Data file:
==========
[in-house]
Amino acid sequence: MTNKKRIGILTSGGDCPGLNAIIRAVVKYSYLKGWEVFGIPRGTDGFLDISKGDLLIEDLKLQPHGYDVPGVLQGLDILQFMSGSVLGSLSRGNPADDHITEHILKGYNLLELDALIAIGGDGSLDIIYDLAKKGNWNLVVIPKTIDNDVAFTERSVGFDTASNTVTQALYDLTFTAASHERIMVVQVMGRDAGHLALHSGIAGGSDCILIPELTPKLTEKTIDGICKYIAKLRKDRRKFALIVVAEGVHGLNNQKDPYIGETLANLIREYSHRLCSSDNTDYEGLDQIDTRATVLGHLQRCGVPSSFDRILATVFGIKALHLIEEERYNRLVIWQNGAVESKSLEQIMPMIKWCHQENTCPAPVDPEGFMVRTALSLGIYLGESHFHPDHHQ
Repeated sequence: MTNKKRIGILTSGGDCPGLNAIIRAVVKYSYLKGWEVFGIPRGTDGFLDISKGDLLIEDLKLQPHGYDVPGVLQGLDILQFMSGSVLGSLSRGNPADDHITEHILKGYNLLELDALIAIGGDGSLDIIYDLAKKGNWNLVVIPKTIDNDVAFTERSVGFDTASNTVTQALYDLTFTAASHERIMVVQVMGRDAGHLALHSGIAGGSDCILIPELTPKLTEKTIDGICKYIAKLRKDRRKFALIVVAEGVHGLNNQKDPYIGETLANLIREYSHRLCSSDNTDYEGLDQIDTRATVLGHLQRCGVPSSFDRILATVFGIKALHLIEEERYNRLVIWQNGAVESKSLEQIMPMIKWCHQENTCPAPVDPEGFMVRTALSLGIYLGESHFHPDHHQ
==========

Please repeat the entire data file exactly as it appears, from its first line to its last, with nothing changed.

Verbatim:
[in-house]
Amino acid sequence: MTNKKRIGILTSGGDCPGLNAIIRAVVKYSYLKGWEVFGIPRGTDGFLDISKGDLLIEDLKLQPHGYDVPGVLQGLDILQFMSGSVLGSLSRGNPADDHITEHILKGYNLLELDALIAIGGDGSLDIIYDLAKKGNWNLVVIPKTIDNDVAFTERSVGFDTASNTVTQALYDLTFTAASHERIMVVQVMGRDAGHLALHSGIAGGSDCILIPELTPKLTEKTIDGICKYIAKLRKDRRKFALIVVAEGVHGLNNQKDPYIGETLANLIREYSHRLCSSDNTDYEGLDQIDTRATVLGHLQRCGVPSSFDRILATVFGIKALHLIEEERYNRLVIWQNGAVESKSLEQIMPMIKWCHQENTCPAPVDPEGFMVRTALSLGIYLGESHFHPDHHQ
Repeated sequence: MTNKKRIGILTSGGDCPGLNAIIRAVVKYSYLKGWEVFGIPRGTDGFLDISKGDLLIEDLKLQPHGYDVPGVLQGLDILQFMSGSVLGSLSRGNPADDHITEHILKGYNLLELDALIAIGGDGSLDIIYDLAKKGNWNLVVIPKTIDNDVAFTERSVGFDTASNTVTQALYDLTFTAASHERIMVVQVMGRDAGHLALHSGIAGGSDCILIPELTPKLTEKTIDGICKYIAKLRKDRRKFALIVVAEGVHGLNNQKDPYIGETLANLIREYSHRLCSSDNTDYEGLDQIDTRATVLGHLQRCGVPSSFDRILATVFGIKALHLIEEERYNRLVIWQNGAVESKSLEQIMPMIKWCHQENTCPAPVDPEGFMVRTALSLGIYLGESHFHPDHHQ